Continental’s little PIN problem is fixed — finally!

co2When Tim Milller tried to cash in a travel certificate to buy a Continental Airlines ticket, the system didn’t accept his PIN number. But instead of working with him to fix the problem, the airline charged him for the full amount of the ticket and told him he was out of luck.

Is Miller’s case unresolvable?

Elliott Advocacy is underwritten by Generali Global Assistance. Generali Global Assistance has been a leading provider of travel insurance and other assistance services for more than 25 years. We offer a full suite of innovative, vertically integrated travel insurance and emergency services. Generali Global Assistance is part of The Europ Assistance (EA) Group, who pioneered the travel assistance industry in 1963 and continues to be the leader in providing real-time assistance anywhere in the world, delivering on our motto – You Live, We Care.

Maybe. Maybe not. Yes, he tried to go through normal customer service channels to use his certificate and ran into a brick wall. But there’s a happy ending.

After all, this is Continental.

Here’s Miller’s story:

I had a travel certificate in the amount of $207. I needed to fly from Indianapolis to Providence and strictly chose them so that I could use the certificate (they were neither the cheapest nor the most convenient).

I called to book the ticket and told the representative that I had a travel certificate. The person asked for the promotion code and the PIN. When I gave it to her, she responded with ‘OK, the $207 certificate will be applied and the balance of $61 will be charged to your American Express.’

So far, so good. He had a verbal confirmation that the certificate worked. Right? Not exactly …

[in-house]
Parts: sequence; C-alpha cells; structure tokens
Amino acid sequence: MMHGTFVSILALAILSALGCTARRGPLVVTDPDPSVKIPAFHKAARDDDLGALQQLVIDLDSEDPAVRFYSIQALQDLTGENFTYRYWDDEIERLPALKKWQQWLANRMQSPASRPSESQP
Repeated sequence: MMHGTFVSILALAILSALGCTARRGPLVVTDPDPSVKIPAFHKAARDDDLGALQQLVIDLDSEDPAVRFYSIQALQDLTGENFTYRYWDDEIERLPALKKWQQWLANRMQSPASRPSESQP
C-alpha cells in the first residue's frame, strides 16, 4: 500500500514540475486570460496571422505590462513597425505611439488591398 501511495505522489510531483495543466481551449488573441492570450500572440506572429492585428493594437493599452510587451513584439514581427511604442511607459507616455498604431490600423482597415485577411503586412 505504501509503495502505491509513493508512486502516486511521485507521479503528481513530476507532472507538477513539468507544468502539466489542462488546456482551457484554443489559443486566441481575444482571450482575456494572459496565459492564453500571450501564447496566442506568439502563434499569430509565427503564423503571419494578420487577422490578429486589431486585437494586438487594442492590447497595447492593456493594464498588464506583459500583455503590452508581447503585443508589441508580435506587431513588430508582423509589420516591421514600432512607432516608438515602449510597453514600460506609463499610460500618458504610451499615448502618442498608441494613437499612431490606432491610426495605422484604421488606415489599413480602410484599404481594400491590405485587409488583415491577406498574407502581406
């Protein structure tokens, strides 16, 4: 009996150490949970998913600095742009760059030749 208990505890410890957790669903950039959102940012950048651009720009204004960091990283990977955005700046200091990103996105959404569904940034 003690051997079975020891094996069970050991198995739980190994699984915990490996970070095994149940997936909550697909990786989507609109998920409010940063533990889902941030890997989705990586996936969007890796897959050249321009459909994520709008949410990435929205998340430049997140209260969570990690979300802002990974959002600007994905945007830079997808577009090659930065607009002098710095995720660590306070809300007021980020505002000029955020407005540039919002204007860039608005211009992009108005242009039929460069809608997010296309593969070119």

To my fault, I didn’t review the confirmation email close enough to verify the charges had been applied correctly (I only looked at the flight dates/times).

A few weeks after the flight, I saw a charge for the full amount ($269) to my Amex. I first called to verify the certificate was still valid (it was). I explained that a travel certificate was to be applied to my flight, and was told to call another number.

I called and spoke to a ‘Customer Care Manager’ who told me that it was my responsibility to verify the receipt. I admitted that I didn’t but told her that the representative had verified the amount on the certificate and told me the amount that was going to be charged to my Amex.

Again, she said that it was my responsibility.

Let me break in here: If someone tells you the transaction goes through, you can be reasonably assured that it has. However, it’s still important to verify it.

I expressed how disappointed I was and that I wanted to speak to her supervisor. She explained that she was a manager and she could not do anything more for me.

So that’s it? Miller’s credit card was charged for the full amount — and he was out of options?

I recommended that he appeal his case to a customer service supervisor. He did.

Here’s what happened next:

I started up the chain with polite appeals.

I gave each person one week to respond, and as soon as I had emailed Mr. Hand, I received a phone call from Ms. Munoz. She said that she had had the IT department looking at my transaction and found that there was ‘significant evidence’ that I had attempted to put in the code and pin of the certificate.

I gave her further information that the code and pin were accepted, but my city/state were coming up as errors ….. and that’s why I called the reservation agent to assist in booking my ticket.

Long story short, I did receive the credit back on my American Express, and had a nice conversation with Ms. Munoz.

Again, many thanks to you for your advice.

Miller did a great job politely appealing his case. And Continental finally came through, like I knew it would. It’s just a matter of knowing who to contact.

Next time, don’t forget to read your confirmation. (You could end up with bigger problems than Miller. Remember Mary’s case from last week?)

Like the Russian proverb, trust but verify.

(Photo: hemoglobina/Flickr Creative Commons)

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